Etienne Emmrich, Dietmar Hömberg, Robert Lasarzik
Sophie Luisa Plato
01.04.2021 − 31.03.2024
An effective control of microfluids is the essential part of microfluidic devices such as so-called “Lab-on-a-chip” devices, which aim to incorporate laboratory functions on small chips. This should allow to parallelize and provide the laboratory functions cheaper and makes them easier assessable. But due to the small scales the Reynolds number is inherently small such that usual flow control techniques by pressure driven flow are only rarely applicable.
An easy way out is to control the fluid via flows induced by electric fields, so called electrokinetic phenomena. But in isotropic fluids only linear electrokinetic phenomena occur and only charged particles can be transported.These restrictions can be lifted using anisotropic fluids. In such fluids nonlinear electrokinetics occur, which may transport any particles and allows to use alternating electric fields to induce a flow.
The directed movement is rather induced by the interaction of the electric field with the singularities in the molecular orientation than the charged particles.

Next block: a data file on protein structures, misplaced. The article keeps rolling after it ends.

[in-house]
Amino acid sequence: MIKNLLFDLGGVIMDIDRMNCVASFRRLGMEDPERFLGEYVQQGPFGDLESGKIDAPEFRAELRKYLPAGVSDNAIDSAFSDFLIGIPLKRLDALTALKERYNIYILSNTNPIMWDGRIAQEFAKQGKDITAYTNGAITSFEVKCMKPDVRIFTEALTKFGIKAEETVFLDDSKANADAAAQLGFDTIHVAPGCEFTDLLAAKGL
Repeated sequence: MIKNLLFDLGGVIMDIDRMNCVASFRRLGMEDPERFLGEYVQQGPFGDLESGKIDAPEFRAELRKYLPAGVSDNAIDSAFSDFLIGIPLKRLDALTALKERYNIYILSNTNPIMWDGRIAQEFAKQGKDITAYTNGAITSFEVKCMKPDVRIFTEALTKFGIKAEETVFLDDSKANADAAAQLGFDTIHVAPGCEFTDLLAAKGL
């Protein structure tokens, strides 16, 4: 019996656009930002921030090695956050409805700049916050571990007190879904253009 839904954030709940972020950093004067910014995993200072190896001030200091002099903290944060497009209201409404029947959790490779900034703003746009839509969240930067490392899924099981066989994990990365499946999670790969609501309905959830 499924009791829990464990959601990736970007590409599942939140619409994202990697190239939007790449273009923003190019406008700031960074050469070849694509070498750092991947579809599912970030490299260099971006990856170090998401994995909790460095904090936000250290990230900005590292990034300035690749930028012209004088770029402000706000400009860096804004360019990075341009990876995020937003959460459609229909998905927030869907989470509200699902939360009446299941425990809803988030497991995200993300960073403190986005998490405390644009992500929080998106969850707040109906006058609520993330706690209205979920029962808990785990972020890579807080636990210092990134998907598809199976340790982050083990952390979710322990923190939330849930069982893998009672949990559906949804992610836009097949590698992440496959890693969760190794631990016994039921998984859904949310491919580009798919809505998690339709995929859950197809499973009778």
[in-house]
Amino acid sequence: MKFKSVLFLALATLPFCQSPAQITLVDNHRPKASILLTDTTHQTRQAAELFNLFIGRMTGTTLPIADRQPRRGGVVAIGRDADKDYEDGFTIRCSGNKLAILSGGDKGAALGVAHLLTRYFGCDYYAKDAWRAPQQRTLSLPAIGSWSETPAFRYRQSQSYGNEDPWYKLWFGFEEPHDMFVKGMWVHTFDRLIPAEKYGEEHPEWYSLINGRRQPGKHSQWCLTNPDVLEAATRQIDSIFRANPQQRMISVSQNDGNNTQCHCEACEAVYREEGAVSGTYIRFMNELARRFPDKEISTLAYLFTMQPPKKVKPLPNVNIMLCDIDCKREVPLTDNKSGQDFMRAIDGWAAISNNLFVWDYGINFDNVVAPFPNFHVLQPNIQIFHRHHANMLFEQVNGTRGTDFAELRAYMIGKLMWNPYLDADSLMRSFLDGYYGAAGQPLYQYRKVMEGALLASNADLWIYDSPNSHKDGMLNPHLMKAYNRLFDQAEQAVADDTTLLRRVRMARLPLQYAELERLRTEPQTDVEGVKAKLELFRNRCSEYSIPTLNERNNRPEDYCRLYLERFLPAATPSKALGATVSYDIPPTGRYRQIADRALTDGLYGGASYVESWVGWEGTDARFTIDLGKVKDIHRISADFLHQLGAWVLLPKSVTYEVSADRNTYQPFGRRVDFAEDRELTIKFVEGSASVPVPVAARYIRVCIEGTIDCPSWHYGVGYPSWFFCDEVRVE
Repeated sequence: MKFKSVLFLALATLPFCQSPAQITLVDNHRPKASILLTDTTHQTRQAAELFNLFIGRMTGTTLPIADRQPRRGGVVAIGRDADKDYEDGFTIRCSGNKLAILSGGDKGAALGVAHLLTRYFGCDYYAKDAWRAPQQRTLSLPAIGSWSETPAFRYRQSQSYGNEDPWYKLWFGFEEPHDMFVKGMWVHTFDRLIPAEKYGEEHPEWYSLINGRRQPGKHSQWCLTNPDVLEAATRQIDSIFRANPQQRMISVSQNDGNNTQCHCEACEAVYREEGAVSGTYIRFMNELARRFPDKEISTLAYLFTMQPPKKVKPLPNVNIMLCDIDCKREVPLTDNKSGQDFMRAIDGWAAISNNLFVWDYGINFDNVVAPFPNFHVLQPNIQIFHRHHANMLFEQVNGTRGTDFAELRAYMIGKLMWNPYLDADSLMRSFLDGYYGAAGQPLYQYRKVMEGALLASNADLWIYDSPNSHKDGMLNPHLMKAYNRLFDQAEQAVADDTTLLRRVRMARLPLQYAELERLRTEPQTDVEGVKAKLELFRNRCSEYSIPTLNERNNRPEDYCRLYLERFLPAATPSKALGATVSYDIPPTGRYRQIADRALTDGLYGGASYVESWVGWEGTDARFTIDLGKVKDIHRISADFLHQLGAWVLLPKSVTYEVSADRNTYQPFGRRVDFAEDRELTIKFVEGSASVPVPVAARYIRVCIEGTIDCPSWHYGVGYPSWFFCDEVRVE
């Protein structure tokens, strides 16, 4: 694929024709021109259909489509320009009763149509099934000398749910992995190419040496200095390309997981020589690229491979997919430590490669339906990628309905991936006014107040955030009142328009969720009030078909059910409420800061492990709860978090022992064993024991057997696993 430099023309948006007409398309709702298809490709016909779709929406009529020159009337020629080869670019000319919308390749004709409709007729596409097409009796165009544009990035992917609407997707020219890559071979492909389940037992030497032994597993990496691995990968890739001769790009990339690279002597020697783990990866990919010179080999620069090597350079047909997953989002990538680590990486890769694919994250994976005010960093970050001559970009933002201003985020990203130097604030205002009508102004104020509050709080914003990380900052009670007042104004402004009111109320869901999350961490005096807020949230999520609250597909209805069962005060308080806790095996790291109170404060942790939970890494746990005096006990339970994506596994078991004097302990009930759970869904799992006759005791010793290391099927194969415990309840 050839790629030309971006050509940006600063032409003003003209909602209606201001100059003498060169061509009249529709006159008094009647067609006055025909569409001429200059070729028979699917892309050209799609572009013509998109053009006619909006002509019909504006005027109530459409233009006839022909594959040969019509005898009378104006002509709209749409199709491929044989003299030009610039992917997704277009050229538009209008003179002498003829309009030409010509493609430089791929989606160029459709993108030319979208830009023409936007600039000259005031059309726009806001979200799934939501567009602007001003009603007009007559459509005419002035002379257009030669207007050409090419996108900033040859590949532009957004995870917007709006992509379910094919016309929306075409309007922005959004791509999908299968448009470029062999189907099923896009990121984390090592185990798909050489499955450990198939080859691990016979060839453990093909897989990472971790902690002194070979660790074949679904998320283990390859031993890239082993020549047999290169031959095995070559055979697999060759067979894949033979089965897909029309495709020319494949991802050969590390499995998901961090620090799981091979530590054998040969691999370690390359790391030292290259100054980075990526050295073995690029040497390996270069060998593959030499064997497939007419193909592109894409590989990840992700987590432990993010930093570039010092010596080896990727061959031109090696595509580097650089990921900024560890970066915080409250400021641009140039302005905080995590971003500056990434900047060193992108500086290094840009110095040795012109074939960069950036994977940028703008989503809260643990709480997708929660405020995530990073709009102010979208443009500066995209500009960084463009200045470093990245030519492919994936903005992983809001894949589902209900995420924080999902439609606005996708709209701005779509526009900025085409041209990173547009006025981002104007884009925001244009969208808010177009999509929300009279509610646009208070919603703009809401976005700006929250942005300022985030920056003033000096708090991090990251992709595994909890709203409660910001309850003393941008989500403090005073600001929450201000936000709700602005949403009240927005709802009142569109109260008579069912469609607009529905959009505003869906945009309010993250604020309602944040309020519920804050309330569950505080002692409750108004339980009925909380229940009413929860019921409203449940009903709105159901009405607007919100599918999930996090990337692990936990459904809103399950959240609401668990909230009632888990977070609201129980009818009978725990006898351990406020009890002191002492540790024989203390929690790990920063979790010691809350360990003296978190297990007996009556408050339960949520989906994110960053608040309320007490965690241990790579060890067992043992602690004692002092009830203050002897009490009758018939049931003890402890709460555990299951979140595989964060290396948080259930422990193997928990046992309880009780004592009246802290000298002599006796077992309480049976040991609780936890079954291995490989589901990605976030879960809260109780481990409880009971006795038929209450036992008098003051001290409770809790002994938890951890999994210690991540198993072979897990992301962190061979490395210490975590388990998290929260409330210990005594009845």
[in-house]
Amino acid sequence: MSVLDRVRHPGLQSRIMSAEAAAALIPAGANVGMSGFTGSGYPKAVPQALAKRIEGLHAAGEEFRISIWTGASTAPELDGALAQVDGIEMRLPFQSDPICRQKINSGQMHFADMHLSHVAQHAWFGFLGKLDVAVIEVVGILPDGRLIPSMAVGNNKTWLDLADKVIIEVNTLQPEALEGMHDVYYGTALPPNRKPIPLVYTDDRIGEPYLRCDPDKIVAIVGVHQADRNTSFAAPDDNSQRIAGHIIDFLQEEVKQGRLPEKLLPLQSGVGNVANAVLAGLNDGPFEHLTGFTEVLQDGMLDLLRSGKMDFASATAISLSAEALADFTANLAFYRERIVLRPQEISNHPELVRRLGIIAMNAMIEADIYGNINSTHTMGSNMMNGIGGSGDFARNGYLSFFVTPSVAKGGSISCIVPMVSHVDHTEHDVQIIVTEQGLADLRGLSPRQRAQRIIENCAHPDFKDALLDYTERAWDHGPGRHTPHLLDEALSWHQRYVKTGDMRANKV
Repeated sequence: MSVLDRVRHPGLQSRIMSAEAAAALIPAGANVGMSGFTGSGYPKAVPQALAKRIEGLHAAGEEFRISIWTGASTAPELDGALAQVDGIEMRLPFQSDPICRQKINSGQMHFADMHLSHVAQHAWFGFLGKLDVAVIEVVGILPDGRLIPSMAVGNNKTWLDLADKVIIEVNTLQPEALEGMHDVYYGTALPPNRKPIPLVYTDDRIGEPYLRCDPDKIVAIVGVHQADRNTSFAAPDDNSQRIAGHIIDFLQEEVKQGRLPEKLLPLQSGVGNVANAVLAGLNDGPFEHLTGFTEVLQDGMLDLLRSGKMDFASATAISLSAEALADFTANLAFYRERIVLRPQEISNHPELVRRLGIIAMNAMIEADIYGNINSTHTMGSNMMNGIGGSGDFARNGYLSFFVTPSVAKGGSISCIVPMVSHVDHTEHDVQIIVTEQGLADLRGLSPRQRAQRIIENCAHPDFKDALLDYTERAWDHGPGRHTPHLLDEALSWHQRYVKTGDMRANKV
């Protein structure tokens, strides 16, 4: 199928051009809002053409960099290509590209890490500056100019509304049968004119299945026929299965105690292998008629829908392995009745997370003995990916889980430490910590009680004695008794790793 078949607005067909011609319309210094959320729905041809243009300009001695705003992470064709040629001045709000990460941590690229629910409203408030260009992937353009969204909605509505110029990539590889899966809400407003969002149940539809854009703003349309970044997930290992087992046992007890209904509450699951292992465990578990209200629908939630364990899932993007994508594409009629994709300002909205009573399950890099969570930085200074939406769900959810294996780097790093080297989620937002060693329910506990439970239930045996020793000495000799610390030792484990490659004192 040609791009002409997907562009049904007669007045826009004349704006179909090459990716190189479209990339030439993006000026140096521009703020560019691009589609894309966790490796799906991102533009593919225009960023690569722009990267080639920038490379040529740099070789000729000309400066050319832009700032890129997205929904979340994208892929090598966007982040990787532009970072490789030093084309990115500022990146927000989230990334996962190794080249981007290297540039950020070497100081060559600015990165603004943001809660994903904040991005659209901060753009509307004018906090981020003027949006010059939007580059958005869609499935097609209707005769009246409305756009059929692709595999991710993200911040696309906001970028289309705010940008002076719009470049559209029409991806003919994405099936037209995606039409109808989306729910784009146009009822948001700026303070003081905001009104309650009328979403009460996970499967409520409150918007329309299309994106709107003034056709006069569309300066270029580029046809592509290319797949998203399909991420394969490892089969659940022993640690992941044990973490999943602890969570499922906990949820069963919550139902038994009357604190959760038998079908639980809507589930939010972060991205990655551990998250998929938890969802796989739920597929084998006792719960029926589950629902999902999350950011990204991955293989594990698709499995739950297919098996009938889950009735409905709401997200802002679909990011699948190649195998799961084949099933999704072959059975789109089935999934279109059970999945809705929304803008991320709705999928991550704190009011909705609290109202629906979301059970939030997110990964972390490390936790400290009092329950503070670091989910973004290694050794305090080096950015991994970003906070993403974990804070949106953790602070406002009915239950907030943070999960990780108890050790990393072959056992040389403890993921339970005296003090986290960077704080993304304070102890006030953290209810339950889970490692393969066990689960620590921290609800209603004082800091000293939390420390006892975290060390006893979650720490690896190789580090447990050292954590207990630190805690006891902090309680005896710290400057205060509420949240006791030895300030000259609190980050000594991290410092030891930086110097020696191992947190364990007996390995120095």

These phenomena are highly nonlinear and may be modelled by non-standard nonlinear systems of PDEs. Such systems of PDEs request non-standard solvability concepts. We will apply the innovative dissipative solution concept to this system and use this notion to prove several standard questions in the context of PDEs. This includes existence, uniqueness, and long-time behavior of solutions, convergence of Finite Element approximations and optimal control schemes. In the end, we plan to understand the nonlinear electrokinetic phenomena in liquid crystals better and be able to provide efficient numerical simulations and optimal control strategies, in order to help building microfluidic devices based on the nonlinear electrokinetics in anisotropic microfluids.
Electric field in an anisotropic and isotropic medium